It can be a real hassle to come up with good passwords and keep track of all the passwords that you use. So many people use the same combination of username and password for every account. However, this isn’t a good idea. In fact, it’s terrible.
You see, these days, many data breaches could be traced back to people using the same password across multiple accounts. And once the bad guy finds his way in, especially logging into your email, it is game over. From there, it’s easy to reset the pass code for almost all of your accounts when the bad guy controls your email too.
All it takes is a cracker to find this password, and now every account you have is compromised. And finding that password is even easier. Some studies show as many as 40 billion records were compromised in 2021. Many of those records are passwords.
At ProtectNowLLC.com, we have a tool that has access to over 12 billion compromised records where you can search your username aka your email address to find out if your username and associated password have been compromised on a variety of breached accounts.
Thankfully, there is an easy solution: use a password manager. I’ve had a password manager in place since 2004. At this point I probably have close to 700 different online accounts. And I might know the password for maybe five of them.
The rest, only my password manager knows the password which I can easily look up. But I’ve never committed them to memory. Most people say “what if the password manager gets hacked” while this might be a valid concern, it’s not a concern of mine.
The low hanging fruit isn’t a password manager getting hacked, it’s people reusing the same pass code across multiple accounts and those credentials being available on the dark web. But, if you don’t want to use a password manager because you’re afraid the password manager is going to get hacked, you can also do the following:
Creating a Unique, Good Passwords
Research shows that the best passwords are 14 characters long. Those that are shorter than that are easier to figure out. If a site doesn’t let you create a password that is 14 characters, it is possible to adapt it. Password managers do a very good job of creating/generating long strong unique complicated pass codes.
First, make a list of all of the sites you have a username and password for, and then put those sites into categories. For example, all of your sites for social media would be in a category, all of your email sites together, all of your banking sites together, and all of your shopping sites together.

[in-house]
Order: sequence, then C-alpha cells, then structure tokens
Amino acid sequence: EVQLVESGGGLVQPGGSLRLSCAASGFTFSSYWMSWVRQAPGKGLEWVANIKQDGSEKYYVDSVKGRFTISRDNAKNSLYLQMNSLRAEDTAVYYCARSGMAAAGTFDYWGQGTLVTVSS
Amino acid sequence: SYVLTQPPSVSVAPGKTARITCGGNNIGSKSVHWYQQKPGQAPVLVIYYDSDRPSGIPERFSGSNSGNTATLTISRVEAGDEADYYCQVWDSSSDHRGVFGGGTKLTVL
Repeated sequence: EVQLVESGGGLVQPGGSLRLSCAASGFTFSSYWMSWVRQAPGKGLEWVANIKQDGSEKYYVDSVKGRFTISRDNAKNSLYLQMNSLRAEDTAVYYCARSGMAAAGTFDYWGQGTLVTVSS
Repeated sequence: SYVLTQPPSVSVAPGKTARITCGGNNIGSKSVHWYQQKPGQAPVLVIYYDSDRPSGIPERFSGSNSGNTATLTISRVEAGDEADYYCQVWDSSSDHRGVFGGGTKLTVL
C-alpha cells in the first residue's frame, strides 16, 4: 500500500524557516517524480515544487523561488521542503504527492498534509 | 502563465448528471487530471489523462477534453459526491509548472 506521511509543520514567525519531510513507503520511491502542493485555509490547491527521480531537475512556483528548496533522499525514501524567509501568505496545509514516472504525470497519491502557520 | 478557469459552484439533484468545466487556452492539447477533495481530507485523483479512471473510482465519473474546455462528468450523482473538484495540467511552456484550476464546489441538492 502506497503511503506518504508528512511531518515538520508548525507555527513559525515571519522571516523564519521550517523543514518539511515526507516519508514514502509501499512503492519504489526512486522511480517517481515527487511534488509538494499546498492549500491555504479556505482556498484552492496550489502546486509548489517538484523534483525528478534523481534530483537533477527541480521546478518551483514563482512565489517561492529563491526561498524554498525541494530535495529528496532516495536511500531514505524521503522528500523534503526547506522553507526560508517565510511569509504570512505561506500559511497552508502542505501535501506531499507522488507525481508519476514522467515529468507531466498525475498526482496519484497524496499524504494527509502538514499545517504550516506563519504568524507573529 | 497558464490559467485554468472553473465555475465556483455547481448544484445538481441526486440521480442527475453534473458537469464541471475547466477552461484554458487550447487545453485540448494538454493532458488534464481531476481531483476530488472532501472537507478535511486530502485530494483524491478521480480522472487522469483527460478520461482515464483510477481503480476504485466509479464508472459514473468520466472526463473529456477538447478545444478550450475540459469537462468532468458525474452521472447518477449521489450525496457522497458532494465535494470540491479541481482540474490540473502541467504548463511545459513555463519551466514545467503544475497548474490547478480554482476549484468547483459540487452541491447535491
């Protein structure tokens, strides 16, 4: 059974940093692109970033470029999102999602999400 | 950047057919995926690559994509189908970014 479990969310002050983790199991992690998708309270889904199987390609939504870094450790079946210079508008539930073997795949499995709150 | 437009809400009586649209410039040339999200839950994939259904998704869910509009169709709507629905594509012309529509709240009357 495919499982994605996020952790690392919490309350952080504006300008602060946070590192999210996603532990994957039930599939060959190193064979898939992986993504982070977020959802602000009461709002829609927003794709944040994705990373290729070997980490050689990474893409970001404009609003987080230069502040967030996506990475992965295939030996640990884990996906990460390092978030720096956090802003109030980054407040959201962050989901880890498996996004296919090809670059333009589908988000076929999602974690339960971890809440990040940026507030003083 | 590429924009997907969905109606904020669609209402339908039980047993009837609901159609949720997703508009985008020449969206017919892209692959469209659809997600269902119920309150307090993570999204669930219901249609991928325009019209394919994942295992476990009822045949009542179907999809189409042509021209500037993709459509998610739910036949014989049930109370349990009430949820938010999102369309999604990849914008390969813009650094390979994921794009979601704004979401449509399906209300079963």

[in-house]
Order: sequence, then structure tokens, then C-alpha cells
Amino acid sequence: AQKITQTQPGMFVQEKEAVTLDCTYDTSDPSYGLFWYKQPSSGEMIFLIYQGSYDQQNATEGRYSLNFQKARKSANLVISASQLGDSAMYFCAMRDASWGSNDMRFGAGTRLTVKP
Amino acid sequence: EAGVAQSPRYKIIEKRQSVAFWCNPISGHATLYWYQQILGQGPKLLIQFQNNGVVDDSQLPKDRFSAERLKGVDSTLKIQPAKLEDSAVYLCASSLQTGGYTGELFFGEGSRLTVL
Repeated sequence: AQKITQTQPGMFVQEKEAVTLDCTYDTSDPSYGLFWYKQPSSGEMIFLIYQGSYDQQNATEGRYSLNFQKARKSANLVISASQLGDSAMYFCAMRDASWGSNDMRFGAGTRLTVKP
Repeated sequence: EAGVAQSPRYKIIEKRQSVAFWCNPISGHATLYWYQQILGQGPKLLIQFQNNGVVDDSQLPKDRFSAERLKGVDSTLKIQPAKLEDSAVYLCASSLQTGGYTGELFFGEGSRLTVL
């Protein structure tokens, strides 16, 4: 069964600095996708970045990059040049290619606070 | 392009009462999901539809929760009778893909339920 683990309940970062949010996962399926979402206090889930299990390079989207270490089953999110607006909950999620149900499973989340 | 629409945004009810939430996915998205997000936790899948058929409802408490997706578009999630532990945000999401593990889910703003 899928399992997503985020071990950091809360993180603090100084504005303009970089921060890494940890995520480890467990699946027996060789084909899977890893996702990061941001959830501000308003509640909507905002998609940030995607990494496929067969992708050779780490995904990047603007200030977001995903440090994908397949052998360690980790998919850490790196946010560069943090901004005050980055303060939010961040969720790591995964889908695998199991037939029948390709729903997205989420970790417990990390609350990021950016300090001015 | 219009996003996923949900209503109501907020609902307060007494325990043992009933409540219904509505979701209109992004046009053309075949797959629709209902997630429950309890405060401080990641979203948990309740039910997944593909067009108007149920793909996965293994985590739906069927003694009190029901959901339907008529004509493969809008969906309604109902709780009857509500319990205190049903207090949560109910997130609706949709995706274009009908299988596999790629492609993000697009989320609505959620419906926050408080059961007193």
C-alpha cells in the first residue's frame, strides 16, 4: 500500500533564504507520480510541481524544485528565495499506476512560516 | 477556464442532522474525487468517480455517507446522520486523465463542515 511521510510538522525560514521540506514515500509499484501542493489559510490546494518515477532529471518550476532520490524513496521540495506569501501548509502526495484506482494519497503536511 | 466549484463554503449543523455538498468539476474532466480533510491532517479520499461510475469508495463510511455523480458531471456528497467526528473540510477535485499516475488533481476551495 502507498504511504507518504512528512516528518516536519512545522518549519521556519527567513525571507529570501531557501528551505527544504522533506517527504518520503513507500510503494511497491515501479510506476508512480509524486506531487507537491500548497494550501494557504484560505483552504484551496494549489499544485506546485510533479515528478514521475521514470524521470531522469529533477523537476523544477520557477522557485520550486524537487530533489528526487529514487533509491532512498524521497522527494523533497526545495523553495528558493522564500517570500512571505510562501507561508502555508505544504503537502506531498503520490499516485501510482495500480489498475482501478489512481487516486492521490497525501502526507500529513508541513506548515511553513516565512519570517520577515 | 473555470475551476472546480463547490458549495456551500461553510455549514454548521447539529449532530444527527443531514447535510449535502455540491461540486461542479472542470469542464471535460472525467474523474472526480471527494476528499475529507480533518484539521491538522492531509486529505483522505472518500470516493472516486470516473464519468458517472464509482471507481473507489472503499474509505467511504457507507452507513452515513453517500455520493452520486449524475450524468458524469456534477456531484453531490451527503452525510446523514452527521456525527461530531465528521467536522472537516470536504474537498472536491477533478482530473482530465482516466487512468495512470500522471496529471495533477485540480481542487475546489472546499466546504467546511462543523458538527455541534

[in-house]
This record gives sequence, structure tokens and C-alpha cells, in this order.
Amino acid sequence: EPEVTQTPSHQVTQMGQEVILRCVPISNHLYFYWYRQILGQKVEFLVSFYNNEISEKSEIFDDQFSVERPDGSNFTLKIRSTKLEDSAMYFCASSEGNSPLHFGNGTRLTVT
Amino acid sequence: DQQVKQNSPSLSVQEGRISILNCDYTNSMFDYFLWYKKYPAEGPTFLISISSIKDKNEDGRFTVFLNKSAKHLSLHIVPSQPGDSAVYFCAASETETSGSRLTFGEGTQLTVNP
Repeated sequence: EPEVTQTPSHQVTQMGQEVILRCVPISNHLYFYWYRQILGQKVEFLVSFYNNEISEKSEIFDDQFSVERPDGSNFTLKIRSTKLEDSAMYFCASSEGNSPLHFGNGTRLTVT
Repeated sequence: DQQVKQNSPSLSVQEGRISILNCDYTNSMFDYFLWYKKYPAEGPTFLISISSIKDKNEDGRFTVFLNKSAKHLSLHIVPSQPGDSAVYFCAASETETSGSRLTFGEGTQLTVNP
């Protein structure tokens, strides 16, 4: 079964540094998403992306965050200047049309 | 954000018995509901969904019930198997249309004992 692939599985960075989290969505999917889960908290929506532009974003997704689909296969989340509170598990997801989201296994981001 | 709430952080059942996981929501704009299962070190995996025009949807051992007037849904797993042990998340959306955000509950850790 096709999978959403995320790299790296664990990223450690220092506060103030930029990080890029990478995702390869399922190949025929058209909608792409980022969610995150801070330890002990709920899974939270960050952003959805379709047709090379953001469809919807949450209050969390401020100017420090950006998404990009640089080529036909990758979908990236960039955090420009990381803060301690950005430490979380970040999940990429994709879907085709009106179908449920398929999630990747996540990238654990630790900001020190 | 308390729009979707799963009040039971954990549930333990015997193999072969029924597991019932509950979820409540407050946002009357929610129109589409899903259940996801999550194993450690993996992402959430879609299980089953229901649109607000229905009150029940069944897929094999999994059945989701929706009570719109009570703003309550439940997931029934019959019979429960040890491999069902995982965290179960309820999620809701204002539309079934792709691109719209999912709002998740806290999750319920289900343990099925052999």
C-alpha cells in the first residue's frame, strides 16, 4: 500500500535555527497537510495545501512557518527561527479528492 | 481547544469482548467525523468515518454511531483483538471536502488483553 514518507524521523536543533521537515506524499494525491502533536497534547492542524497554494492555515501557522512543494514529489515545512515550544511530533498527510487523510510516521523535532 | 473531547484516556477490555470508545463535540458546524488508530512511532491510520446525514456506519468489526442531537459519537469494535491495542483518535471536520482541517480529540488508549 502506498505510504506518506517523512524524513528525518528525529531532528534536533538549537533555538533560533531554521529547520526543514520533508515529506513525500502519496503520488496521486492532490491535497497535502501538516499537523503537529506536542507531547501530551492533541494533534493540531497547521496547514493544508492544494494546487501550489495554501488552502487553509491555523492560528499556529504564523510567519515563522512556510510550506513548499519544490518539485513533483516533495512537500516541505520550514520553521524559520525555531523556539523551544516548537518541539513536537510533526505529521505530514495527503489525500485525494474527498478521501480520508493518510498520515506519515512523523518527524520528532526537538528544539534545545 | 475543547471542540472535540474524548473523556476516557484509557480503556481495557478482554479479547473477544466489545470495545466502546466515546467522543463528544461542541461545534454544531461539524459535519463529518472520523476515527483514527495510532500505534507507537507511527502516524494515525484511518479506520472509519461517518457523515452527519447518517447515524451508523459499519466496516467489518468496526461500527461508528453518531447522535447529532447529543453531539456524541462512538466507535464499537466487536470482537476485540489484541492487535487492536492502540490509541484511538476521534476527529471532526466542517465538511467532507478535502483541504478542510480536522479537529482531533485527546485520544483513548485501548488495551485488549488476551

Then you want to create a password that is eight characters. This will serve as the first part of any other password that you create. For example, the first eight characters might look like this:
Next, remember your categories? You will create a three-character password that is significant to those. For instance:
- Social media sites – SM#
- Email sites – &eM
- Shopping sites – $h0
- Banking sites – 8aN
So, this gives you 11 characters of the recommended 14-character good passwords that you want to use. Now, you need three more characters, and that would be specific to the site. So, let’s say you are creating a password for your bank. This is made up like the following:
Eight-character + three-character password (category) + three-character (site)
So, for your bank, it would look like this:
This is a very difficult password to guess, and for many people, easier to remember. But it’s not easy for everyone to remember. There is a solution, but first, keep this in mind. When you have to change your password, you can keep the final six characters and just change the first eight.
Now, how can you remember the first part of the password? One way to do this is to simply write it down and store it in a safe place. However, don’t keep it near your computer. Another thing you can do is to create a phrase that will help you remember.
Here’s an example. Let’s say our phrase is “My brother asked me for bread and salt.” If you take the first letter for all of the words, it would be this:
This could be your eight-character first part…and you can make it more secure by making some swaps:
This method still makes good passwords, very difficult for a hacker to guess, but makes it easier for you to remember. You can use the same method, of course, for the smaller parts of the password.
Honestly, if you’ve got even this far in this article, congratulations to you. You must be some weird math savant with an elephants memory. Frankly, the above gives me a headache. Like I said in the first three paragraphs, it’s best to just use a password manager and forget all of this work, but if you don’t want to, this method works pretty well.
Written by Robert Siciliano, CEO of Credit Parent, Head of Training & Security Awareness Expert at Protect Now, #1 Best Selling Amazon author, Media Personality & Architect of CSI Protection Certification.